Yes, I am Jewish. While I am no longer overtly active in a religious sense, it is a huge part of my identity. So one of the things I made sure to make a part of my trip to Buenos Aires was to explore a bit of the Jewish community here. After all, Argentina has the world’s sixth largest Jewish population at around 160,000 and the overwhelming majority of those live here in the capital.
My experience would begin on my first full day in Buenos Aires. I had a day of initial exploration planned, so a jolt of caffeine was in order. Here in my neighborhood of Palermo, I found a coffee shop with amazing reviews just around the corner from my flat. I arrived and ordered a latte, then looked up to notice a certificate of kashrut, Jewish dietary laws, by the door. Many of the other customers were wearing yarmulkes. I smiled. Apparently, unbeknownst to me, I had rented a flat in one of the most heavily Jewish neighborhoods in Buenos Aires!
Jewish immigration to Argentina began in earnest in the late nineteenth century, as Jews trying to escape the pogroms of Russia and Eastern Europe looked for places to go that would accept them. By 1920, roughly 150,000 Jews, mainly of Eastern European (Ashkenazi) descent, were living in the country. While Argentina’s constitution guaranteed religious freedom, it wasn’t until the government of Juan Peron in the 1940s that Jews were allowed to hold office.
The 1930s and 1940s marked the peak of the Jewish community of Argentina, both in numbers and in the building of one of the most beautiful synagogues I’ve seen on my travels. Templo Libertad was completed in 1932, although plans and construction began some 35 years prior as the Jewish community of Buenos Aires grew. Located just up the street from the magnificent Teatro Colon, Templo Libertad is able to keep up with the upscale appearance and grandiose nature of the surrounding buildings.
Visitors are allowed, though foreigners must show their passports (other ID will not suffice as I learned on my first attempt at seeing the inside of the synagogue). The building also hosts the Jewish Museum of Buenos Aires, and a short English audio guide walks visitors through the history of the synagogue and some of the museum’s exhibits.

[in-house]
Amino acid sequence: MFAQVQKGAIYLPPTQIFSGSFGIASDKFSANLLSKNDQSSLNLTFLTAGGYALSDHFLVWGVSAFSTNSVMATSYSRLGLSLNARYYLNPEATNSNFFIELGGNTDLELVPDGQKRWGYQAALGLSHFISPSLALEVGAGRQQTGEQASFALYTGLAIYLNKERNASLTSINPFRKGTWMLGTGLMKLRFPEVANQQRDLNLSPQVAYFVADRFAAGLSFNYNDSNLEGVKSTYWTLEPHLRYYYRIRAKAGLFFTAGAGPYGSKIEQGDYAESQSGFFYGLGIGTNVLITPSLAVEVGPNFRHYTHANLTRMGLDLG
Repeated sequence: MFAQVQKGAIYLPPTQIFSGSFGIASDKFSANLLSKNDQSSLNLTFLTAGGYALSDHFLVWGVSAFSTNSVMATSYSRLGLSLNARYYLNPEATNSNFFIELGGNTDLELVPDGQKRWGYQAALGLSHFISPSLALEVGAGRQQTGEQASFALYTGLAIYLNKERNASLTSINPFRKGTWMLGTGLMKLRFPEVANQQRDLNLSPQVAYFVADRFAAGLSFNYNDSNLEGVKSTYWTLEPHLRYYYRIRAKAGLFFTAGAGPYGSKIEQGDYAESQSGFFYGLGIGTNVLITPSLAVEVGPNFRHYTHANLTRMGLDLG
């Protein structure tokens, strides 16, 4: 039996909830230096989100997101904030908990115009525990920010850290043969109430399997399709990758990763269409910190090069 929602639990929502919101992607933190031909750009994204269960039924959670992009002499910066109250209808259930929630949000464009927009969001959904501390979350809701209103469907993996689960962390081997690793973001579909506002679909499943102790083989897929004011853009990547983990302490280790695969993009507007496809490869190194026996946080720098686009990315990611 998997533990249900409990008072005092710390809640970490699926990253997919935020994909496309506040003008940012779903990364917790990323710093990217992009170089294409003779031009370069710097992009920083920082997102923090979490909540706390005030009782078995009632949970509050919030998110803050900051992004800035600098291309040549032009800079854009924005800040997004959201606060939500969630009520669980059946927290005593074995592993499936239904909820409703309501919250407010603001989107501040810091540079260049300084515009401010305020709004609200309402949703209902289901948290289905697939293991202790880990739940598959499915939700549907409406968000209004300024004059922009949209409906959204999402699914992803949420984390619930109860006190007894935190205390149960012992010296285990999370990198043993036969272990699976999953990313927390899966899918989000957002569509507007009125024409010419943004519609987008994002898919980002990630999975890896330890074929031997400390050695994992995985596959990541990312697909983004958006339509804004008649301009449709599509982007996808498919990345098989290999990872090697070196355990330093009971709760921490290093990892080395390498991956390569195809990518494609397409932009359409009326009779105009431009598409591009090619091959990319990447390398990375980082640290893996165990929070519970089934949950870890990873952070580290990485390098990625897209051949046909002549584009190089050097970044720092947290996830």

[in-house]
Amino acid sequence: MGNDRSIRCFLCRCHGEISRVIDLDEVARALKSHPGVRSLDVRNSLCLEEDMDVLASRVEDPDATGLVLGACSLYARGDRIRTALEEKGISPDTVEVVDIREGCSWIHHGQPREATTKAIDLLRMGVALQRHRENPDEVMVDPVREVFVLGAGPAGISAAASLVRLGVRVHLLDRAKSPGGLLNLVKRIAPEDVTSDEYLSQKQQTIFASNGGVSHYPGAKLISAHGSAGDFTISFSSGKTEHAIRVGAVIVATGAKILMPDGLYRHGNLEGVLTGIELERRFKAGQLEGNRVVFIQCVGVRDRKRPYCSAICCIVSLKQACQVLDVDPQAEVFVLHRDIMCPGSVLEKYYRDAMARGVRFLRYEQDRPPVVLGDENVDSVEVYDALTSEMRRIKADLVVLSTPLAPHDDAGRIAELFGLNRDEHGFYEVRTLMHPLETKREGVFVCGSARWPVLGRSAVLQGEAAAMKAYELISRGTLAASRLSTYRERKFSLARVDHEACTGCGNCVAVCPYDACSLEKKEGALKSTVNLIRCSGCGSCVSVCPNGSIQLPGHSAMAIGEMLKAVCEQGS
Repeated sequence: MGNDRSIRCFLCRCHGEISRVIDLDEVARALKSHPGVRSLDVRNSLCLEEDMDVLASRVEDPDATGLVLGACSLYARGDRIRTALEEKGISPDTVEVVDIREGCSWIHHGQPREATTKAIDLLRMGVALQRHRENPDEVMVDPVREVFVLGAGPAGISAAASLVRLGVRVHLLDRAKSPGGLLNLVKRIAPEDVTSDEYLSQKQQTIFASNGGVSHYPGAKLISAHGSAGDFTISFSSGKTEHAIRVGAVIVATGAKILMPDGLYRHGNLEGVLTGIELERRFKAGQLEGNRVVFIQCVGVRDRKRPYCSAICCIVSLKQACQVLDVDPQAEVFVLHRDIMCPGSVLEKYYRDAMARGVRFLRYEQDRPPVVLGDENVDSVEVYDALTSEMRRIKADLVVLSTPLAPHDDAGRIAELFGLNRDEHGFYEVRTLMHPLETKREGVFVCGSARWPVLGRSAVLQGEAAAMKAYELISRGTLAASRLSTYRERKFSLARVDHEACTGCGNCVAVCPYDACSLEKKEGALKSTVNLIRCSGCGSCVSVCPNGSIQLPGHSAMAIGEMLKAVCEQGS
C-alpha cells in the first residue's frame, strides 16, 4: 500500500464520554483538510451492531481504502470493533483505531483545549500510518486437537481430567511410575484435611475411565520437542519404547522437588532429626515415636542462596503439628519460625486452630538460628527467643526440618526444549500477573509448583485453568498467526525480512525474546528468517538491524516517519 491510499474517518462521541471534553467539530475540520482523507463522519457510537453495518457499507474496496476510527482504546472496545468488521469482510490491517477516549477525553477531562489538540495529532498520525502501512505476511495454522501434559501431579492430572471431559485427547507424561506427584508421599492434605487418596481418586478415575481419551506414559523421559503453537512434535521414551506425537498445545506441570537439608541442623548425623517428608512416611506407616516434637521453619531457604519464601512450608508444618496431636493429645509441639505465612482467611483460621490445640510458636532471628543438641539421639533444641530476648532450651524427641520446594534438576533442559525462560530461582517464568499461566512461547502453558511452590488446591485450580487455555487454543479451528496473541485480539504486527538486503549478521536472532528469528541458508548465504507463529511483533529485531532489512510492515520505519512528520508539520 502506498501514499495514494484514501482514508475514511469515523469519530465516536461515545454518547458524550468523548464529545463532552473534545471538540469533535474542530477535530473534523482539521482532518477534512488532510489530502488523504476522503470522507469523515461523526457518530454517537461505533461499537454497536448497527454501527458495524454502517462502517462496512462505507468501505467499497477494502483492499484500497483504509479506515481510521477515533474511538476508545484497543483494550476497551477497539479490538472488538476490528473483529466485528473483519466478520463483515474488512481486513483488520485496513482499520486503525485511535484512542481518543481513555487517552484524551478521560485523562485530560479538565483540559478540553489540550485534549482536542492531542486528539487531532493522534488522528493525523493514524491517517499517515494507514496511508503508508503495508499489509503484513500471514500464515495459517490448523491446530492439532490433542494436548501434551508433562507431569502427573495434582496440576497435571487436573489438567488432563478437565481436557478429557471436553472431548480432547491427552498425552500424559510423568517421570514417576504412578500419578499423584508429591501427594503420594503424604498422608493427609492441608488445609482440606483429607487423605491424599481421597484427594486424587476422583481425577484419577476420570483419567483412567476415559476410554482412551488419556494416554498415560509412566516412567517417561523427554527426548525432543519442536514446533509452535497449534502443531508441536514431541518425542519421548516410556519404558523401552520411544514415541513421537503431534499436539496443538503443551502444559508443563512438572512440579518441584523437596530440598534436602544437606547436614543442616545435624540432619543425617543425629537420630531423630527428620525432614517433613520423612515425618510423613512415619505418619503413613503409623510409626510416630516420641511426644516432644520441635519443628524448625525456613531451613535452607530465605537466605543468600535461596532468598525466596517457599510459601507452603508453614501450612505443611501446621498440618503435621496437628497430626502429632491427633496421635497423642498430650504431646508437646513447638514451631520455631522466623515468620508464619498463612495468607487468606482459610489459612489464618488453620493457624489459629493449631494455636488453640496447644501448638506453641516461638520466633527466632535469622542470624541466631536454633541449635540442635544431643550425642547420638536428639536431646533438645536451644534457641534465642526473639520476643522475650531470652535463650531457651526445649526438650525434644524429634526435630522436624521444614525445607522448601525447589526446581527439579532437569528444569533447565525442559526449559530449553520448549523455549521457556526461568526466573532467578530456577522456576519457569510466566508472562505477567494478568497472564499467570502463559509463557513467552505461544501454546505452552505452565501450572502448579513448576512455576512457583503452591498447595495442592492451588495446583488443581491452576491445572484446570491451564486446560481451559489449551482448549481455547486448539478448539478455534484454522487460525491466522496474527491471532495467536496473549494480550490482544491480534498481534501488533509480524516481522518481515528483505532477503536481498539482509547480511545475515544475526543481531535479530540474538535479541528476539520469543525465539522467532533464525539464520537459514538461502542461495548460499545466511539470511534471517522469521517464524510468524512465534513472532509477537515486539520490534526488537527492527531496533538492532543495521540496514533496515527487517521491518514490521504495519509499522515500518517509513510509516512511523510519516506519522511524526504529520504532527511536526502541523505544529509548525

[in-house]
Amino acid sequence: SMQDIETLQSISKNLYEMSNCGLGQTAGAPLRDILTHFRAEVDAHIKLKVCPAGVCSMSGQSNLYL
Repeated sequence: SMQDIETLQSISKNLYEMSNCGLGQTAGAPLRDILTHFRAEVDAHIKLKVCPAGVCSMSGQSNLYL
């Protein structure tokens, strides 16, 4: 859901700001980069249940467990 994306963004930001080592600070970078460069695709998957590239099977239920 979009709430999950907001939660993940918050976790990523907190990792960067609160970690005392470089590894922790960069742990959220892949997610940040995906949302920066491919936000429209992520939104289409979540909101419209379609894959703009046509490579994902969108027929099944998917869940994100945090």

The inside is airy, a stunning two-story structure with a beautiful golden backdrop to the ark, incredible stained glass, and lovely chandeliers. During my visit, musicians were warming up for a Wednesday afternoon concert, though I didn’t stay the extra hour or so for it to begin.
After the establishment of the State of Israel in 1948, Jewish emigration from Argentina began, with many fleeing from anti-Semitism here to the new Jewish state. Argentina was one of the countries that gave haven to former Nazi officials, most famously to Adolf Eichmann, which sort of tells you how the government viewed those who tried to kill off the Jewish people, despite outwardly being pro-Jewish. And that anti-Semitism would only get worse in the second half of the twentieth century.
Argentina’s ruling military junta in the 1970s and 1980s actively sought out those who spoke against the regime to “disappear.” Jews were disproportionately targeted. After a return to democracy in 1983, governments spoke out against overt anti-Semitism, but the 1990s brought two massive terrorist attacks against Jews here in Buenos Aires. First, in 1992, the Israeli embassy was bombed, killing 29 people. Then, in 1994, AMIA (the Jewish community center) was bombed, with 85 left dead and more than 200 wounded.
I attempted to visit AMIA on this trip, though unfortunately was unable to finalize anything. Security, as you can imagine, is tight; vehicles aren’t able to park along the street, bomb blast walls line the sidewalk along with security cameras and both guards and uniformed police, and there are no windows facing the street at all. While I am disappointed not to be able to experience that aspect of the Jewish community in Buenos Aires, I am grateful for the level of protection and how seriously it is taken.
On the block AMIA sits on, plaques line both sides of the street, each fronted by a tree, for the victims of the bombing. Sadly, some in the government didn’t take even that loss of life seriously, with one official claiming that both “real Argentines and Jewish Argentines” were killed.
While there has certainly been hardship, today’s Buenos Aires Jewish community seems to be going strong. Multiple Jewish schools exist here. Cafes advertise kosher food. Some restaurants even promote Jewish cuisine. Jews in yarmulkes walk the sidewalks, and synagogues are open and thriving. It is something I love to see, and makes me feel more a part of the city than I otherwise would.
Buenos Aires may not have the extensive Jewish history of a place like Prague, but the community here is large, vibrant, and part of the fabric of modern life. For Jewish travelers like me, it adds a dimension to an already incredible destination, one that enhances my experience immensely.
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